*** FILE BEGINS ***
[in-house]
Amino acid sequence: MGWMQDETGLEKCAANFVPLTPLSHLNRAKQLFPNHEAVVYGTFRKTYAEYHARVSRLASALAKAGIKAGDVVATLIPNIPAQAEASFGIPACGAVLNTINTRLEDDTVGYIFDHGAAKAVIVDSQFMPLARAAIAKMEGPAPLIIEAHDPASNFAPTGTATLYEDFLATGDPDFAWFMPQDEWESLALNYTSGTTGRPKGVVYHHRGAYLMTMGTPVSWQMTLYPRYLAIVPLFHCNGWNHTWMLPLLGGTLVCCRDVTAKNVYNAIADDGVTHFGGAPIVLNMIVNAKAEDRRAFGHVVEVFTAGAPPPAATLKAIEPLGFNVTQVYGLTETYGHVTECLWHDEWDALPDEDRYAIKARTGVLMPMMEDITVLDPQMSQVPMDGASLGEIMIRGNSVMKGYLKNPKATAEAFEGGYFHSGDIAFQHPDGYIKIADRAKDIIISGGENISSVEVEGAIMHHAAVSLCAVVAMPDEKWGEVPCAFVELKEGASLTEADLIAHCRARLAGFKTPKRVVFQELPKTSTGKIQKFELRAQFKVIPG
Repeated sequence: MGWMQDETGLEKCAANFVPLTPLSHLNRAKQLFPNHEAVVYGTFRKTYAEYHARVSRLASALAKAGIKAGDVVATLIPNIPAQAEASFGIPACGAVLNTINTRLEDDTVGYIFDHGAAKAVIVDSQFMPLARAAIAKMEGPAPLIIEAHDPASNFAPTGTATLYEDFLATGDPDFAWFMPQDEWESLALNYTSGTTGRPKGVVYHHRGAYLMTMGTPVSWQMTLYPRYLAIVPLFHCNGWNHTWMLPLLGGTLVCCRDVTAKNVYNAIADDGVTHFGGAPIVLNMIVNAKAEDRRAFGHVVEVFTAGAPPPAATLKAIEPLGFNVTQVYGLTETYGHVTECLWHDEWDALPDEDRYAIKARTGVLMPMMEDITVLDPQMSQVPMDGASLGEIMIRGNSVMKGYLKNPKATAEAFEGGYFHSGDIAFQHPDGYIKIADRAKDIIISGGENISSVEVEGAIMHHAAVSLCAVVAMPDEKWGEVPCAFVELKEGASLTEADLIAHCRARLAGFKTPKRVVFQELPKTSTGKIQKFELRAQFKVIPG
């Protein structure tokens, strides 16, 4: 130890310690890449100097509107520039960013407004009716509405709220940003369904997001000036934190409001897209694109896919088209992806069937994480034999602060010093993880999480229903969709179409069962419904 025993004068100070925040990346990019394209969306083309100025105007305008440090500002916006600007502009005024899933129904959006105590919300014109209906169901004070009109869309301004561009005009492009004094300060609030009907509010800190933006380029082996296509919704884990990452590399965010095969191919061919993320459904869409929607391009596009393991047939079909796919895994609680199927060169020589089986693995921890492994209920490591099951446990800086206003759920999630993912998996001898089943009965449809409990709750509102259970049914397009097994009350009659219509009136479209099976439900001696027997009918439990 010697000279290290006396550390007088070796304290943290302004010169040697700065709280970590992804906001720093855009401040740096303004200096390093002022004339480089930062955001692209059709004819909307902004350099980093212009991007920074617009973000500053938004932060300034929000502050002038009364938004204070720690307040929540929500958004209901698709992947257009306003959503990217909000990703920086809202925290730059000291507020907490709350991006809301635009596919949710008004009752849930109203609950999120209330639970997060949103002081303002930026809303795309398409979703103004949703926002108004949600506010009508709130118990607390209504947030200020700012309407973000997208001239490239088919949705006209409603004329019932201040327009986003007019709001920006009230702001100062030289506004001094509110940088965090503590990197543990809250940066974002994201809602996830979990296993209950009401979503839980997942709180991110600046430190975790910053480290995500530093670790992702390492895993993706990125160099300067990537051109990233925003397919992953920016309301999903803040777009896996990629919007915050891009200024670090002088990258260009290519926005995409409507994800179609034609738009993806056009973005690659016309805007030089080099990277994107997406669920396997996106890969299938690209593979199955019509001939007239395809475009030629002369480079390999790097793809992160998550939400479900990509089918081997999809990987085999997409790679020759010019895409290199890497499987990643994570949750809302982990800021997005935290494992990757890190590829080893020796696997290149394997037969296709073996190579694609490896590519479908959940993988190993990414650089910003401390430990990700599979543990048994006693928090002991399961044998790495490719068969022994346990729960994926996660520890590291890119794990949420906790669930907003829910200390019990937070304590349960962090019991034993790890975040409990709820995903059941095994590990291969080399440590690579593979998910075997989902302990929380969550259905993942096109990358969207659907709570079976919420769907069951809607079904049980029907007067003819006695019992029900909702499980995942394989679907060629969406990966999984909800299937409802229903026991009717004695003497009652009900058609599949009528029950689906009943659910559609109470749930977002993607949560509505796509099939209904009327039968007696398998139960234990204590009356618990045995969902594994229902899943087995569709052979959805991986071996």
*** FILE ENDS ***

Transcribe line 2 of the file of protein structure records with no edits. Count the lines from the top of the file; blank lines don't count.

Amino acid sequence: MGWMQDETGLEKCAANFVPLTPLSHLNRAKQLFPNHEAVVYGTFRKTYAEYHARVSRLASALAKAGIKAGDVVATLIPNIPAQAEASFGIPACGAVLNTINTRLEDDTVGYIFDHGAAKAVIVDSQFMPLARAAIAKMEGPAPLIIEAHDPASNFAPTGTATLYEDFLATGDPDFAWFMPQDEWESLALNYTSGTTGRPKGVVYHHRGAYLMTMGTPVSWQMTLYPRYLAIVPLFHCNGWNHTWMLPLLGGTLVCCRDVTAKNVYNAIADDGVTHFGGAPIVLNMIVNAKAEDRRAFGHVVEVFTAGAPPPAATLKAIEPLGFNVTQVYGLTETYGHVTECLWHDEWDALPDEDRYAIKARTGVLMPMMEDITVLDPQMSQVPMDGASLGEIMIRGNSVMKGYLKNPKATAEAFEGGYFHSGDIAFQHPDGYIKIADRAKDIIISGGENISSVEVEGAIMHHAAVSLCAVVAMPDEKWGEVPCAFVELKEGASLTEADLIAHCRARLAGFKTPKRVVFQELPKTSTGKIQKFELRAQFKVIPG